ROQUE DIAS | NT
Goa consumes roughly 1.5 lakh broiler chickens every week, although the local supply is just one-third of the demand, indicating the need for strong coordinated efforts to make Goa self-reliant in the poultry farming.
The demand-supply mismatch has been attributed to the influx of tourists into the state, who push up the demand for chicken dishes in hotels, restaurants and food joints along the roadsides.
The 19th live stock census 2012 jointly conducted by the departments of animal husbandry and agriculture says the per capita poultry consumption in Goa is estimated to be 80 eggs and three kilo of meat as against the national average of 55 eggs and 2.2 kilos of meat.
The census findings also say that 2,92,028 poultry birds are farmed annually, which include backyard poultry, ducks, turkeys, chickens etc. Of which, 1,04, 969 poultry birds are reared in South Goa.
A report of the two departments points out that Goa requires around 6087 metric tonne of poultry every year, while the local poultry production is just 1050 metric tonne.
The finding indicates that around 5000 metric tonne of poultry are brought into Goa from various states to meet the rising demand.
The scenario vis-à-vis egg supply-demand mismatch is also similar. Government reports of 2016 say the supply of the eggs is only 352 lakh per year. However, the demand has been huge – 1623 lakh of eggs every year.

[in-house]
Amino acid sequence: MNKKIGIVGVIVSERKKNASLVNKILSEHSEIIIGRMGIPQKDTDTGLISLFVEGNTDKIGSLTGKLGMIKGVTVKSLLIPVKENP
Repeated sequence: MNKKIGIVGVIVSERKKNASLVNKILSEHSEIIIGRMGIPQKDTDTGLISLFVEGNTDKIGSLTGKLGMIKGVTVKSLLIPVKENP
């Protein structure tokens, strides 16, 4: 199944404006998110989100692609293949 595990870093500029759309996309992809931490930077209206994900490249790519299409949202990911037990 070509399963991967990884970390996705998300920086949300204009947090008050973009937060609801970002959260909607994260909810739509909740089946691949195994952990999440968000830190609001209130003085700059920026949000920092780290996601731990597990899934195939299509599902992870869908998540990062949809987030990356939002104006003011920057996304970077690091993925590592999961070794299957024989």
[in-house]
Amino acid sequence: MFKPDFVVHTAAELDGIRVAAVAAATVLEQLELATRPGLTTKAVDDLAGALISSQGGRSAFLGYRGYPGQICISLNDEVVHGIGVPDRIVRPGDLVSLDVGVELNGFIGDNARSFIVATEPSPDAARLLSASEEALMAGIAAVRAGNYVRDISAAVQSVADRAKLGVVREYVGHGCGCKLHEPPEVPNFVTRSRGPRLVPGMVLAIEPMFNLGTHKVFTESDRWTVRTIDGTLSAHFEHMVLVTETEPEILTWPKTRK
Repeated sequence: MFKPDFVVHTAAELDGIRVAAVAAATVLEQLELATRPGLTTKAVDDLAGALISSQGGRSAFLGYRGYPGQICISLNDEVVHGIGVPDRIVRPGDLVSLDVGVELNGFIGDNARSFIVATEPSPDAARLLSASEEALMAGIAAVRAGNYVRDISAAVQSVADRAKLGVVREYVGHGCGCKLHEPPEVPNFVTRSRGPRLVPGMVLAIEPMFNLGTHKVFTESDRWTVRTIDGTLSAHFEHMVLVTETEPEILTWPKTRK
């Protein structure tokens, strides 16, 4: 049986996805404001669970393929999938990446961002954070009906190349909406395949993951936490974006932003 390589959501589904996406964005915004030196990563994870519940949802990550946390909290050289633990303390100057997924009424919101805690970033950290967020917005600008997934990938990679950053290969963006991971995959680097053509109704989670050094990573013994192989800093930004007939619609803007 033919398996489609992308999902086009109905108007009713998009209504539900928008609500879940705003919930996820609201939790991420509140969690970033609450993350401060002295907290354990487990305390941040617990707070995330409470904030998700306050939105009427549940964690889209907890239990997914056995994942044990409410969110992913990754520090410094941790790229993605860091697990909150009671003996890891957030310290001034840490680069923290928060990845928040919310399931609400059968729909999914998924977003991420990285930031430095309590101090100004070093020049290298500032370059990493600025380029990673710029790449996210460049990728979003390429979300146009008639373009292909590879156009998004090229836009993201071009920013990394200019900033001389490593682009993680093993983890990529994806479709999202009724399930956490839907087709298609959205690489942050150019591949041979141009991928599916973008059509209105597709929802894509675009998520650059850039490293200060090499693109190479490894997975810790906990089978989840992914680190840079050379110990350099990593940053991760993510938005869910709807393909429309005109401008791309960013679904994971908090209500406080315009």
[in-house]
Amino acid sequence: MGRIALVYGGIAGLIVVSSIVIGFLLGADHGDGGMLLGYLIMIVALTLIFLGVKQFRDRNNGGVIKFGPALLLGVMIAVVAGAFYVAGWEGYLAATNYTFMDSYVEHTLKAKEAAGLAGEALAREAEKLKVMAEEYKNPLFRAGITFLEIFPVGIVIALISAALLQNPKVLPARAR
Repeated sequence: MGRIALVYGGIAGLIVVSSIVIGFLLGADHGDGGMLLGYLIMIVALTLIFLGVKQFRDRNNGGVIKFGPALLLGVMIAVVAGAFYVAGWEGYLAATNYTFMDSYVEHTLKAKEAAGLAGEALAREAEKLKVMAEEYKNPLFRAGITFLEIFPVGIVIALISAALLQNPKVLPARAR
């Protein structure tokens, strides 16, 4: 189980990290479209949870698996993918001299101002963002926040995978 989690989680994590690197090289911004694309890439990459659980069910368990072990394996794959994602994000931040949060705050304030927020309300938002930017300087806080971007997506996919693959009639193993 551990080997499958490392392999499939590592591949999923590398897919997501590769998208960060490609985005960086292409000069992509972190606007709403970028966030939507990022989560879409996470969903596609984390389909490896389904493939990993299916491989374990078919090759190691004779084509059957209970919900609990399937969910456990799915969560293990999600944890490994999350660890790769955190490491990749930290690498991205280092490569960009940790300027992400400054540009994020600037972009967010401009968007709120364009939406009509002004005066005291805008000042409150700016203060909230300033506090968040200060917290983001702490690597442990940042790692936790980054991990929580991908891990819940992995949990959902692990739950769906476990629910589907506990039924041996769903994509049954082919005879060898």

‘The Navhind Times’ has gathered that the cost of
production has been the main reason for the neglect towards the
A reliable source maintains that the production cost is 100 times higher in Goa as compared to neighbouring states like Maharashtra and Karnataka.
However, director of animal husbandry and veterinary services Santosh Desai says the department has pulled out all the stops in the form of attractive schemes, subsidy on feeds and infrastructure to push up the production.
“There are schemes on poultry farming and infrastructure creation… We have already started receiving applications for the schemes and even sanctioned a couple of applications. All these efforts are aimed at making Goa a self-sufficient in poultry production,” says Desai.
Senior officials from the departments of agriculture and animal husbandry stress on improving the poultry farming by encouraging people to take it up.
The local supply of eggs has been minimal and has not
crossed 100 lakh annually. Hence the
government must incentivise the neglected business, the officials stress.
“The animal husbandry and agriculture departments must jointly conduct awareness programmes to encourage people to take up the poultry business,” feels J C Fernandes, a poultry businessman in Salcete.